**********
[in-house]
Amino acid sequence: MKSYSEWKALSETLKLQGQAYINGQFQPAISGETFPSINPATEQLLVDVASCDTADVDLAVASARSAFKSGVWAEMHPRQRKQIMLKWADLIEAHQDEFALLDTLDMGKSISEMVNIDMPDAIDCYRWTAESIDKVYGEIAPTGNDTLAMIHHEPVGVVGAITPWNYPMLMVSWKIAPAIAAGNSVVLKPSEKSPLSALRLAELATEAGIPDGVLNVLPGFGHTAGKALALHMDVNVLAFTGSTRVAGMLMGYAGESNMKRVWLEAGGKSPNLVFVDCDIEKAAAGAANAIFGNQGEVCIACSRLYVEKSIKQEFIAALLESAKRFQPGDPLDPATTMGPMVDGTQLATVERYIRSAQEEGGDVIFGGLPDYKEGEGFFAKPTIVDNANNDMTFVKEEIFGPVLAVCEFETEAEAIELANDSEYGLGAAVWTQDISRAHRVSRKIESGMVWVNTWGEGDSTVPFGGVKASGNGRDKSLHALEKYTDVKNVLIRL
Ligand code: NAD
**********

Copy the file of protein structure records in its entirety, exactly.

[in-house]
Amino acid sequence: MKSYSEWKALSETLKLQGQAYINGQFQPAISGETFPSINPATEQLLVDVASCDTADVDLAVASARSAFKSGVWAEMHPRQRKQIMLKWADLIEAHQDEFALLDTLDMGKSISEMVNIDMPDAIDCYRWTAESIDKVYGEIAPTGNDTLAMIHHEPVGVVGAITPWNYPMLMVSWKIAPAIAAGNSVVLKPSEKSPLSALRLAELATEAGIPDGVLNVLPGFGHTAGKALALHMDVNVLAFTGSTRVAGMLMGYAGESNMKRVWLEAGGKSPNLVFVDCDIEKAAAGAANAIFGNQGEVCIACSRLYVEKSIKQEFIAALLESAKRFQPGDPLDPATTMGPMVDGTQLATVERYIRSAQEEGGDVIFGGLPDYKEGEGFFAKPTIVDNANNDMTFVKEEIFGPVLAVCEFETEAEAIELANDSEYGLGAAVWTQDISRAHRVSRKIESGMVWVNTWGEGDSTVPFGGVKASGNGRDKSLHALEKYTDVKNVLIRL
Ligand code: NAD